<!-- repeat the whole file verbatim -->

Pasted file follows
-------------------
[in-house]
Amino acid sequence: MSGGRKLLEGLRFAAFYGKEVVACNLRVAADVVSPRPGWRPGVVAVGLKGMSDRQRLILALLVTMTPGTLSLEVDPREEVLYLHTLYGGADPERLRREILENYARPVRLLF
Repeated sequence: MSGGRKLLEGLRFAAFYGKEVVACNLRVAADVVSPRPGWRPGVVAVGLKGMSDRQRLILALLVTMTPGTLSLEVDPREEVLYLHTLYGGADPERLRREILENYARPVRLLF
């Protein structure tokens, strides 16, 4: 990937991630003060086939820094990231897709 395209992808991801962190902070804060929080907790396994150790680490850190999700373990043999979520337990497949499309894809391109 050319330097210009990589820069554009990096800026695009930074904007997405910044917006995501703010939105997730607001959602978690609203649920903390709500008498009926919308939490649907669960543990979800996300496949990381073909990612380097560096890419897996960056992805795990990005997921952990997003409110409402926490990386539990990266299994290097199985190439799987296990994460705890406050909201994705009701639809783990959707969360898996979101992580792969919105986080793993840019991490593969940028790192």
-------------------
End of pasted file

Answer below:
[in-house]
Amino acid sequence: MSGGRKLLEGLRFAAFYGKEVVACNLRVAADVVSPRPGWRPGVVAVGLKGMSDRQRLILALLVTMTPGTLSLEVDPREEVLYLHTLYGGADPERLRREILENYARPVRLLF
Repeated sequence: MSGGRKLLEGLRFAAFYGKEVVACNLRVAADVVSPRPGWRPGVVAVGLKGMSDRQRLILALLVTMTPGTLSLEVDPREEVLYLHTLYGGADPERLRREILENYARPVRLLF
């Protein structure tokens, strides 16, 4: 990937991630003060086939820094990231897709 395209992808991801962190902070804060929080907790396994150790680490850190999700373990043999979520337990497949499309894809391109 050319330097210009990589820069554009990096800026695009930074904007997405910044917006995501703010939105997730607001959602978690609203649920903390709500008498009926919308939490649907669960543990979800996300496949990381073909990612380097560096890419897996960056992805795990990005997921952990997003409110409402926490990386539990990266299994290097199985190439799987296990994460705890406050909201994705009701639809783990959707969360898996979101992580792969919105986080793993840019991490593969940028790192």